encampment, keeping the mili-
tary from the port for the night.
On November 9th,
just a few dozen brave radicals
put their lives on the line and sat down in front of flatbed trucks
carrying the vehicles, succeeding in forcing the trucks to turn back.
(Video: http://youtube.com/watch?v=iVASp4CGh94.) Without
sufficient police support, the military gave up on shipping cargo for
the day, leaving access to the port under the control of the protestors.
These actions continued over the course of the week,
with Washington activists braving arrests and constant at-
tacks from police batons and pepper spray. At least 12 were ar-
rested on Monday. Riot police with shields and concussion
grenades arrested 43 people on Tuesday, November 13th, dur-
ing a direct action called by the Women's Caucus of PMR.
PMR's direct action campaign has not only direct-
ly targeted the supply line of the US military's imperialist war,
but has also inspired the people of Olympia to stand up; at least
one US soldier to walk out of the port, the military and into
the anti-war movement; and dozens of other soldiers to show
support for the protesters. The Port Militarization Resistance
raised the bar for successful direct action against the war. An-
archists and other opponents of the authoritarian and capital-
ist wars should take an example from these actions and begin
to target the infrastructure and supply lines of the war machine.

Zombies in Boston! Thank BU By Jake Carman

On November 7th, 40 zombies left Boston University's
BioSaftey-Level 4 (BSL4) Lab in the South End/Roxbury, and
walked the streets of Boston. Scientists with a megaphone and
caution tape tried to cordon off the infected, and handed out flyers
to onlookers warning of the dangers of the weapons-grade, incur-
able pathogens that will be researched and produced within the
lab once it is completed. "I have the Bolivian Hemorrhage Fever,"
said Everette, one of the Zombies. "I was bitten by an infected
mosquito that came from BU's lab. It started with flu-like symp-
toms, but now I throw up blood and bleed from the nose." If she
were really infected with this disease, which will be kept in BU's
lab, Everette, a 19-year-old Texan and BU student would die in 2
weeks. The zombies and scientists were accompanied by almost
as many photographers and reporters. This bizarre procession was
a demonstration against BU and the City of Boston's BSL4 lab,
dubbed by local neighborhood residents as the "Bio-terror lab."
Residents of the working-class, mostly black, and dense-
ly populated neighborhood of the South End/Roxbury have spent
the last 5 years protesting, filing lawsuits, holding meetings, press
conferences, and rallies. Their cries have fallen on deaf ears. John
Elorca, a teacher at the Boston Public School's El Centro Del Car-
dinal said he was trying to keep his students informed. When asked
for his opinion of the zombie march's effectiveness, he said, "I like
this tactic. Anything that is dramatic and shocking and let's people
know will help. A lot of people in the community are against the
lab, but it needs to gain more attention elsewhere." Jesse J., a two-
year resident of Roxbury, said she participated because she wanted
to raise awareness. "This march by itself will not stop the lab, but it
can convince onlookers to look into it and spread the word. People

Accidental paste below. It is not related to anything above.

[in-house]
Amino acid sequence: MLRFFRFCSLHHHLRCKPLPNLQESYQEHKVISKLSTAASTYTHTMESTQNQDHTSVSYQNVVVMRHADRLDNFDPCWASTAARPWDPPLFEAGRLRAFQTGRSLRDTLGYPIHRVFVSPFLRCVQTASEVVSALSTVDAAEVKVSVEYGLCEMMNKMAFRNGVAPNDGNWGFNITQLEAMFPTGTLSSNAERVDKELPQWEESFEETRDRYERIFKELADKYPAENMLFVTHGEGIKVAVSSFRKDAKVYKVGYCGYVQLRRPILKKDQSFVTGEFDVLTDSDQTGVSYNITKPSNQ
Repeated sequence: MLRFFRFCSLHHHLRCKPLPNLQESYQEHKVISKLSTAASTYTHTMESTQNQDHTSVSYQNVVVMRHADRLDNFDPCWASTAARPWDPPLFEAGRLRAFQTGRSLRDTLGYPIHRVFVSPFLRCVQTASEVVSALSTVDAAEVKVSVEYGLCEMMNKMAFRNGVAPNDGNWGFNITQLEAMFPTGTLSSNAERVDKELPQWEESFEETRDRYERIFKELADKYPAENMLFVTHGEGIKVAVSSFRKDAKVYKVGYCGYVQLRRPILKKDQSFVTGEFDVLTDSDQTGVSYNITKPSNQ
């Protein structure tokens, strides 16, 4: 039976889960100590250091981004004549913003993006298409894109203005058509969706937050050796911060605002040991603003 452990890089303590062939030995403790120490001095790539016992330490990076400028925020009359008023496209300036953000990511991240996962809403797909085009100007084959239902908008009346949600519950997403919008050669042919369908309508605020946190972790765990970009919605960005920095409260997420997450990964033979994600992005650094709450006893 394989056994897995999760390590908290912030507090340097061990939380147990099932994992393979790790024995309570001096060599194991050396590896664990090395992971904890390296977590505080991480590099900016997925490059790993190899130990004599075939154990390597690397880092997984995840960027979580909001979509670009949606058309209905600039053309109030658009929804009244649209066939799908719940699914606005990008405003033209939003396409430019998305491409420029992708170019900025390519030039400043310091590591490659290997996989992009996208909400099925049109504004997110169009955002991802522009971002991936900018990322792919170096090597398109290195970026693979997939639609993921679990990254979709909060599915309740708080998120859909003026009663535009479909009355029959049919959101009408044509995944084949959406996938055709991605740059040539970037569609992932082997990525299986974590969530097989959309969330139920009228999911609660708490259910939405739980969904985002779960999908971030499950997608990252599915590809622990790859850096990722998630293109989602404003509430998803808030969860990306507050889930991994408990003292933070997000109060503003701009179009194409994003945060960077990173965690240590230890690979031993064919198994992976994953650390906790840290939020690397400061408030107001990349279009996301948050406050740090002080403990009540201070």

from all walks of life, especially in the community, have resisted
for years. Its time to make a spectacle, and a lot of face paint helps."
If completed, BU's lab will be the first of its kind in a
US city. As Somerville native and Northeastern Bio-chem. ma-
jor, Melanie Araujo said, "This is a poor site selection." She
said that the neighborhood was chosen, as opposed to Bea-
con Hill or other wealthy communities, "because low income
people, the ones directly affected by this lab, have no political
power." Araujo pointed to the threat the lab poses to the city in
the case of a terrorist attack, and to BU's sub-par safety record.
BU has had two lab accidents in the last two years, one a lab fire
and the other infecting two workers with a pathogen. "Custodi-
al workers," Says Araujo, "are extremely at risk in these labs."
The zombie procession marched through the Down-
town Crossing shopping district to Government Center. Sci-
entists in gasmasks did their best to protect the curious on-
lookers from infection. "I'm here because this lab is a threat to
Boston that we don't need," said Rich Navin, a member of the
Emerson and Suffolk Anti-Authoritarians, a group that orga-
nized the event alongside the BU Anti-Authoritarians and mem-
bers of BAAM. "I don't want Anthrax, Monkey-Rage Virus, or
Ebola at my doorstep. I don't want zombies at my doorstep!"
Learn more: www.StopTheBiolab.org

A Day of Anarchy at Simon's Rock: BAAM Workshops are a Success! By Laila M.
On November 3rd four members of BAAM went out to
Simon's Rock College in Great Barrington, MA to host a day of
workshops. The day included a panel discussion on anarchy in
which students submitted questions ahead of time for the panelists
to discuss and then had another opportunity to ask questions af-
terwards, an interactive workshop about women's health and radi-
cal menstruation, a brief street tactics training, a great know your
rights presentation done by the Boston Anarchist Black Cross, and
music from Jake and the Infernal Machine and Clara Hendricks!!!
The day was a great success. The students and members
of BAAM all had fun hanging out and learning from each other.
With at least 25 students attending throughout the day, and an
impressed activities director, BAAM has an open invite to return
to the school for another presentation. BAAM plans on traveling